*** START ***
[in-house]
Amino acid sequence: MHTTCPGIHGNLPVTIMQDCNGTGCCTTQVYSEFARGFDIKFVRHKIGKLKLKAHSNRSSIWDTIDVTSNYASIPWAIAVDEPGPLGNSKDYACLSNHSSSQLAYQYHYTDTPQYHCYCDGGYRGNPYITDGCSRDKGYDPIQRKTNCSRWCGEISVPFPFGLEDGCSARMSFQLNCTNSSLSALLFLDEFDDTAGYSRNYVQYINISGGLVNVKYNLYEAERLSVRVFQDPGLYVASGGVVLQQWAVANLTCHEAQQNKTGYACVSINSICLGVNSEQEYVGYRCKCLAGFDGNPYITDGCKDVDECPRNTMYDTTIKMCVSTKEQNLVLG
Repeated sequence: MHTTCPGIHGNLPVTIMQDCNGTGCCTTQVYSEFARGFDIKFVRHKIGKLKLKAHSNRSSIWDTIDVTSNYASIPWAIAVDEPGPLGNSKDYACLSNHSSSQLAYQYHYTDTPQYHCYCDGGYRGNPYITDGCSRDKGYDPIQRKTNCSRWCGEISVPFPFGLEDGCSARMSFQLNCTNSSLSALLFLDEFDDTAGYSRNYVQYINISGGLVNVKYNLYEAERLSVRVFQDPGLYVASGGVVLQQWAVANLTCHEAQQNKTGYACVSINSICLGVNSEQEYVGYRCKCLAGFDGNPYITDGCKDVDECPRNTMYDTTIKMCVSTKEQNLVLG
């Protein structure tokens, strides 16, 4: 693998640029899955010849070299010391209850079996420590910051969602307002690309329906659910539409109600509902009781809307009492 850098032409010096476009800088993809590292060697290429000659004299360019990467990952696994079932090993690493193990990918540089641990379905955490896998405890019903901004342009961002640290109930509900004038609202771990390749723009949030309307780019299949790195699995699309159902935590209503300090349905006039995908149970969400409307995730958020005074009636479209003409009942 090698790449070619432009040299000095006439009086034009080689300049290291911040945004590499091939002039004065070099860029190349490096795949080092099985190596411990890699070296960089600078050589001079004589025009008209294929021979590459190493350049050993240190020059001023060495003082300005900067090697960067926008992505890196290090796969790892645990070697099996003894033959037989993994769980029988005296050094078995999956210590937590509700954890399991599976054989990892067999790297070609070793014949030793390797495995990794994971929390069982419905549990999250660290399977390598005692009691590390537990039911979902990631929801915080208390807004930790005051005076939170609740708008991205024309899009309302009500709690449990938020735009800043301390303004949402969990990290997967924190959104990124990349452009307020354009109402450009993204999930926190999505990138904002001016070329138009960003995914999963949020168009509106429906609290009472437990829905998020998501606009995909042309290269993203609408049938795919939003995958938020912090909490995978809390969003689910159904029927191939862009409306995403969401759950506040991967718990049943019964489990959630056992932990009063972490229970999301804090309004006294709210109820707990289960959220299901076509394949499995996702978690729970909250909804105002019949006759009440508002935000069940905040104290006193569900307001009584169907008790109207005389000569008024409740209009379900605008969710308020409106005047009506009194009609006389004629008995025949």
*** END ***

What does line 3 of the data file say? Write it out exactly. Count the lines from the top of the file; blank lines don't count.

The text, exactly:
Repeated sequence: MHTTCPGIHGNLPVTIMQDCNGTGCCTTQVYSEFARGFDIKFVRHKIGKLKLKAHSNRSSIWDTIDVTSNYASIPWAIAVDEPGPLGNSKDYACLSNHSSSQLAYQYHYTDTPQYHCYCDGGYRGNPYITDGCSRDKGYDPIQRKTNCSRWCGEISVPFPFGLEDGCSARMSFQLNCTNSSLSALLFLDEFDDTAGYSRNYVQYINISGGLVNVKYNLYEAERLSVRVFQDPGLYVASGGVVLQQWAVANLTCHEAQQNKTGYACVSINSICLGVNSEQEYVGYRCKCLAGFDGNPYITDGCKDVDECPRNTMYDTTIKMCVSTKEQNLVLG